Op Amp Differentiator Circuit
- design details, equations and practical ideas for the operational amplifier or op amp differentiator circuit.
The differentiator circuit, is in many ways, the exact opposite of the integrator.
As op amps make ideal platforms for many analogue functions, this is true for the differentiator and op amp differentiator circuits are quick and easy to realise with a minimum number of components.
Op amp differentiator basics
A differentiator circuit is one in which the voltage output is directly proportional to the rate of change of the input voltage with respect to time.
This means that a fast change to the input voltage signal, the greater the output voltage change in response.
As a differentiator circuit has an output that is proportional to the input change, some of the standard waveforms such as sine waves, square waves and triangular waves give very different waveforms at the output of the differentiator circuit.
Waveforms after differentiation
For these waveforms it can be seen that the greater the change, the higher the output. In fact for the square wave input, only very short spikes should be seen. The spikes will be limited by the slope of the edges f the input waveform and also the maximum output of the circuit. The spikes should also decay swiftly. Again this may be limited by the circuit. On the diagram, the decay is not infinitely fast.
The triangular wave input transforms to a square wave in line with the rising and falling levels of the input waveform.
The sine wave is converted to a cosine waveform - giving 90° of phase shift of the signal. This can be useful in some circumstances.
Op amp differentiator circuit
The circuit of the op amp differentiator is very similar to the integrator, except that the capacitor and inductor are changed in their positions.
Op amp differentiator circuit
Unlike the integrator circuit, the op amp differentiator has a resistive element in the feedback from the output to the inverting input. This gives it DC stability - an important factor in some applications.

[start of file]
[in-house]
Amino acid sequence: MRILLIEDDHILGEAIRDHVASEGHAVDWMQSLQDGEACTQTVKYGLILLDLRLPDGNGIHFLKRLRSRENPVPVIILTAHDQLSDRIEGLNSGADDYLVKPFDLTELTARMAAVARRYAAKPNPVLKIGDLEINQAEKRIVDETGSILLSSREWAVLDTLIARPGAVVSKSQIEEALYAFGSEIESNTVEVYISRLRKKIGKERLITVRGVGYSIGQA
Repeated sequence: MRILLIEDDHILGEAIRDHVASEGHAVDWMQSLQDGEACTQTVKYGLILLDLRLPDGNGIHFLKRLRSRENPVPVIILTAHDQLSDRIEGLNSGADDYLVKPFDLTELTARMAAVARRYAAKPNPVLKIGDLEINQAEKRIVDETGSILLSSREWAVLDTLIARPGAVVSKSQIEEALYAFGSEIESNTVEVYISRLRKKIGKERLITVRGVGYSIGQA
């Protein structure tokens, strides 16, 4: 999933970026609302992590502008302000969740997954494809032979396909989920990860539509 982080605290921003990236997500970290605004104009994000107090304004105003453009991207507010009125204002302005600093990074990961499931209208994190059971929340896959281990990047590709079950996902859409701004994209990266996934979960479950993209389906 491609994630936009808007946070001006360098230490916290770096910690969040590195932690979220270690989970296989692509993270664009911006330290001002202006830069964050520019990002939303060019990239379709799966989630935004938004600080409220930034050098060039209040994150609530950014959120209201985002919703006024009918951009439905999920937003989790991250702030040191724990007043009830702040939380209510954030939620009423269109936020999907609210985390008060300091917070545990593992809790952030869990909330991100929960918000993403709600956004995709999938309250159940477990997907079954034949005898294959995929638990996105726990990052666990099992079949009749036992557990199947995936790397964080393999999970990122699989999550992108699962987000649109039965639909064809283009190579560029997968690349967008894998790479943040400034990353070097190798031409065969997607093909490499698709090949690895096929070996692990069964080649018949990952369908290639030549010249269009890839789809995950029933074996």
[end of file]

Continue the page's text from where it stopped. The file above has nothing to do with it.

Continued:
In order to develop the component values within the op amp differentiator circuit, it is necessary to be able to assess its performance.
The voltage output for the op amp differentiator can be determined from the relationship below:
Vout = output voltage from op amp differentiator
Vin = input voltage
t = time in seconds
R = resistor value in differentiator in Ω
C = capacitance of differentiator capacitor in Farads
dVin/dt = rate of change of voltage with time.
Op amp differentiator design considerations
There are a number of design considerations that need to be taken into account when using an op amp differentiator circuit.
- Remember output rises with frequency: One of the key facets of having a series capacitor is that it has an increased frequency response at higher frequencies. The differentiator output rises linearly with frequency, although at some stage the limitations of the op amp will mean this does not hold good. Accordingly precautions may need to be made to account for this. The circuit, for example will be very susceptible to high frequency noise, stray pick-up, etc.
- Component value limits: It is always best to keep the values of the capacitor and particularly the resistor within sensible limits. Often values of less than 100kΩ for the resistor are best. In this way the input impedance of the op amp should have no effect on the operation of the circuit.
The differentiator circuit has many applications in a number of areas of electronic design. The op amp differentiator is particularly easy to use and therefore is possibly one of the most widely used versions.
Obviously the circuit is used in analogue computers where it is able to provide a differentiation manipulation on the input analogue voltage.Possibly the differentiator circuit is used most widely in process instrumentation. Here it can be used to monitor the rate of change of various points. If the measurement device returns a rate of change greater than a certain value, this will give an output voltage above a certain threshold and this can be measured using a comparator and used to set an alarm or warning indication.
In fact there are many signal conditioning applications where a differentiator may be required. Of the various options open to the electronic circuit designer, often the op amp solution is often the most attractive, requiring few components while still giving an excellent level of performance.
By Ian Poole
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